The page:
As graduate students in England in the late 1960s, my wife and I struck a close friendship with a classmate from Iraq and his Lebanese girlfriend. He was a Muslim Kurd, and she was a Maronite Catholic. Although he carried an Iraqi passport and was sent to England on a scholarship by the Iraqi government, he insisted on being called a Kurd. He did not seem as emphatic about his religious identity as he was with his ethnicity. Later, I realized that apart from Muslims, there were Kurdish Christians, Kurdish Jews, Zoroastrians, and Yazidis.
It was my first encounter with this ancient people, numbering close to 40 million today, the biggest concentrations of whom are found along the borders of Iraq, Iran, and Turkey. Nowadays, every time I read about the so-called Islamic State of Iraq and Syria (Isis), I can’t help thinking of my friend and classmate, Mohammed Fatah. Did he go back to Iraq, or did he remain in England? His people, known as the world’s largest ethnic group without a country, have been waging a guerrilla struggle for an independent Kurdistan. Wherever they live in the Middle East, they have been the object of suspicion and discrimination, and the target of the most brutal suppression and dispersal by governments.
Today, the semiautonomous territories that the Kurds occupy have also become the fiercest battlegrounds in the war against the Isis. Compared to the less committed armies of the Syrian and Iraqi governments, the Kurds have demonstrated an astounding capacity to resist the Islamist militants on the ground. Indeed, they have become the staunchest enemies of the Isis dream of an Islamic caliphate.
This is perhaps not surprising. While, the majority of the Kurds are Muslims, they are also known as the Middle East’s most religiously diverse people, who wear their religious identities lightly. They fight as one people, heroically defending a 650-mile front that cuts through the Kurdish homeland along northeastern Iraq.
Recently, Isis jihadists were caught off-guard by the introduction of a new element in the war—an all-female Kurdish fighting force. On the belief that a Muslim killed by a woman will not go to heaven, the Isis fighters have scrupulously avoided engaging the ferocious Kurdish female “Pershmerga” in combat. Through their brave women warriors, the Kurds have been able to retake villages that had been overrun by the Isis forces.
Where the Iraqi army has withdrawn from Iraqi territory in the face of the Isis assault, the Kurds have filled the space, fighting the jihadists and claiming territory for Kurdistan. These were the same forces that rejoiced in the overthrow by American forces of Saddam Hussein’s regime. For decades they had waged a struggle against the brutal Saddam government, and welcomed America’s entry into Iraq. But, against their expectations, America ignored their call for independence when the war was over. One of the biggest reasons, of course, was oil, a large portion of which was on Kurdish territory. America preferred to establish a puppet government for a unitary Iraq, a political authority that never managed to stabilize the country, than to allow the people to rule themselves.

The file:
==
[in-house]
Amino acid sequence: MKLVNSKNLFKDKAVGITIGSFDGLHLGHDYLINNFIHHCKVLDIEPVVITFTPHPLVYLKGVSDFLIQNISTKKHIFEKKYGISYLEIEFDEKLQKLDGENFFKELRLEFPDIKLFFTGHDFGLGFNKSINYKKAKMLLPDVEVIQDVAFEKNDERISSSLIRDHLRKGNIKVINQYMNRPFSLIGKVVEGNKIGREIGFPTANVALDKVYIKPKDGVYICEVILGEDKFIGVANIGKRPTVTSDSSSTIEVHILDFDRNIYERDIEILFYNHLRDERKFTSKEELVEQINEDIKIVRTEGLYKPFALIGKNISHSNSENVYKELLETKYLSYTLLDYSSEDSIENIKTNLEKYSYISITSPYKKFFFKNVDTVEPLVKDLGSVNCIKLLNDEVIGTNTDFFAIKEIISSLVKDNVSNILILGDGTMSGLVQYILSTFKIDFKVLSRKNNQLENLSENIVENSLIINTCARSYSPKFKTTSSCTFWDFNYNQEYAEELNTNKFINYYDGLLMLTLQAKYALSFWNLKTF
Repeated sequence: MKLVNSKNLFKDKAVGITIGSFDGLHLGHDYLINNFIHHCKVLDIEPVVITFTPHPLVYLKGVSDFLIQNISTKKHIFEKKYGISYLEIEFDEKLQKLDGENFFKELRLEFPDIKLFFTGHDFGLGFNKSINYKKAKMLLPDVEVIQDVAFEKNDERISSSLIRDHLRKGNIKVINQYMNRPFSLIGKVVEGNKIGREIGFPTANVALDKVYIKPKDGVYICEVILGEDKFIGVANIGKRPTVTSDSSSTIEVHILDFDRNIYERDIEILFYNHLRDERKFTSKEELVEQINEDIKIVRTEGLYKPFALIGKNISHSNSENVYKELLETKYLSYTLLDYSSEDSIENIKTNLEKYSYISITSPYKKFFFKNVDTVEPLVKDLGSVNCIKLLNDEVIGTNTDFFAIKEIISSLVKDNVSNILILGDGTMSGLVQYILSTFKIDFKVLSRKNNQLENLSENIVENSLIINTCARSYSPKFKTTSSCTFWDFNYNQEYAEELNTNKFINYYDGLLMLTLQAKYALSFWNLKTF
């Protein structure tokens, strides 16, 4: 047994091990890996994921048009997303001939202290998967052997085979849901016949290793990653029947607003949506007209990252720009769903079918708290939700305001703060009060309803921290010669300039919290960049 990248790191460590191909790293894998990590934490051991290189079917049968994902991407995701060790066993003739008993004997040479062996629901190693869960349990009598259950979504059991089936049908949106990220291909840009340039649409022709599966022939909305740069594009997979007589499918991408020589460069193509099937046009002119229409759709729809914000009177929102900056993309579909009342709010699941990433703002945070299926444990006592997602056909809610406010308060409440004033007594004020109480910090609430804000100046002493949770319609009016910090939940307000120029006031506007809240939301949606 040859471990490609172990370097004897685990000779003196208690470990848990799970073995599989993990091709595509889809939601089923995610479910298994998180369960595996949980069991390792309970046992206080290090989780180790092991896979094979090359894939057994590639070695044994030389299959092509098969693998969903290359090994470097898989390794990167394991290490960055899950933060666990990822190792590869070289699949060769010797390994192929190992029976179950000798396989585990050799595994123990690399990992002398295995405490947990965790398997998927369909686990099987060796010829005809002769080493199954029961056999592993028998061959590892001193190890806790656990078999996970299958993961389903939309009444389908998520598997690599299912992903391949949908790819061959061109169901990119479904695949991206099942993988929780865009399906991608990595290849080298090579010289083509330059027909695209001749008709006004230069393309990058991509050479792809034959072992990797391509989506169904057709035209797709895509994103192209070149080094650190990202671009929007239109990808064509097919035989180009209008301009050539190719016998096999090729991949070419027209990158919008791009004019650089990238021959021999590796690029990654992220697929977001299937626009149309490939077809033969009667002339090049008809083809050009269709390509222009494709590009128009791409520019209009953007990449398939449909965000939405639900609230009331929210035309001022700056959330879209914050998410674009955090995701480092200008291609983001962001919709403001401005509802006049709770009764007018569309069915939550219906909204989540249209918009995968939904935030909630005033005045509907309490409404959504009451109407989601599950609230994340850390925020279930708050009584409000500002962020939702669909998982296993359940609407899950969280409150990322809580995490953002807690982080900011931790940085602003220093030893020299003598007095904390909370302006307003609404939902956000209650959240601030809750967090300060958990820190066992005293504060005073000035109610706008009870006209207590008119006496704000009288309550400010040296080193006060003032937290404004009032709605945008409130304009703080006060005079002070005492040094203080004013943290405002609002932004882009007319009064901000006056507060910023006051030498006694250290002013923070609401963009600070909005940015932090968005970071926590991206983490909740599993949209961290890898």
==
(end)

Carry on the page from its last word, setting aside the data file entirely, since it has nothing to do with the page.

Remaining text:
If there is any political center that has proven its will and ability to resist the Islamic State, it is to be found neither in the besieged regime of Bashar al-Assad in Syria nor in the brittle government of Iraqi President Fouad Massoum, but in Kurdistan under the leadership of Masoud Barzani, the president of the Kurdish regional government. The Kurds today know better than to wait for America and Europe to recognize them. In July this year, Barzani told his people: “The time has come to decide our fate, and we should not wait for other people to decide it for us.”
All these are fascinating developments in a region of the world where the march to modernity, accelerated by the Arab Spring, has been derailed. Along with the collapse of the postcolonial authoritarian secular state in the course of globalization, we are also witnessing the race to fill the need for meaningful identity by recourse to local segmentary affiliations. In the Middle East, that race is basically between an identity based on territory, as exemplified by the Kurds, and a trans-territorial identity based on religion, as personified by the multinational Isis fighters.
For this reason, it perhaps makes little sense to say that 3,000 Europeans and several hundred Americans have joined the Isis war for an Islamic caliphate. These individuals are European and American only in their travel documents, and, maybe, in their accents. But, as ultramodern as they may be in their arms and in the propaganda methods they use, their principal identification is clearly with Islamic jihadism, not with any particular country in which they may have been born or raised or educated.
Not so the Kurds who have shown how much they continue to be bound by the notion of a Kurdish homeland, despite the fact that they have not been able to establish a separate nation-state. In the course of their struggle, largely self-determined, they have been able to build the foundation for a stable government that, no doubt, has a greater chance at democracy than all the artificial regimes that America has put up in the wake of the wars it fought in the name of democracy.
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